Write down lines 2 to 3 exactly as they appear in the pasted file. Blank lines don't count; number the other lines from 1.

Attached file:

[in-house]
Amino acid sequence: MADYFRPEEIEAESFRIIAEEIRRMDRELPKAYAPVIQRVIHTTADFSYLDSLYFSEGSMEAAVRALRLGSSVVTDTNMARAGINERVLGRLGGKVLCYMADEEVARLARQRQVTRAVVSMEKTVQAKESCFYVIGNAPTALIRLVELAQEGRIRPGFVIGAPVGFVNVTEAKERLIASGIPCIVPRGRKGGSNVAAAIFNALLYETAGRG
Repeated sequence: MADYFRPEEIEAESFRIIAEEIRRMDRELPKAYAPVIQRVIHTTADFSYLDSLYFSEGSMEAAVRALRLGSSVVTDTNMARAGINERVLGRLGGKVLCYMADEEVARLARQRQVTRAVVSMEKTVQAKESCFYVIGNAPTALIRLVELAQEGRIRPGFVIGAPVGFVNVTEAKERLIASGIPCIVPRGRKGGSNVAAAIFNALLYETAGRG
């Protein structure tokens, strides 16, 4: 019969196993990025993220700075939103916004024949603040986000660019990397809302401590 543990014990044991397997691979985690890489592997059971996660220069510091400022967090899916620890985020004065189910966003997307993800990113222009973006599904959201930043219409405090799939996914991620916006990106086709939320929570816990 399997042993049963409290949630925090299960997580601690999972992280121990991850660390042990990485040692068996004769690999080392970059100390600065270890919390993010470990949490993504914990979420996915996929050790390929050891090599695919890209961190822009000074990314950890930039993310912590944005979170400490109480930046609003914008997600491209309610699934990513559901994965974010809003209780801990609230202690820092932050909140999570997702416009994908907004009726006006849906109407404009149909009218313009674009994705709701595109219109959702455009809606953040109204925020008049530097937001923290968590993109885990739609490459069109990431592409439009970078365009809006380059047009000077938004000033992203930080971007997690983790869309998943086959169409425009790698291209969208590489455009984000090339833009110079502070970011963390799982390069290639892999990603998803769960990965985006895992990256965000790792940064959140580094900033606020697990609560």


Amino acid sequence: MADYFRPEEIEAESFRIIAEEIRRMDRELPKAYAPVIQRVIHTTADFSYLDSLYFSEGSMEAAVRALRLGSSVVTDTNMARAGINERVLGRLGGKVLCYMADEEVARLARQRQVTRAVVSMEKTVQAKESCFYVIGNAPTALIRLVELAQEGRIRPGFVIGAPVGFVNVTEAKERLIASGIPCIVPRGRKGGSNVAAAIFNALLYETAGRG
Repeated sequence: MADYFRPEEIEAESFRIIAEEIRRMDRELPKAYAPVIQRVIHTTADFSYLDSLYFSEGSMEAAVRALRLGSSVVTDTNMARAGINERVLGRLGGKVLCYMADEEVARLARQRQVTRAVVSMEKTVQAKESCFYVIGNAPTALIRLVELAQEGRIRPGFVIGAPVGFVNVTEAKERLIASGIPCIVPRGRKGGSNVAAAIFNALLYETAGRG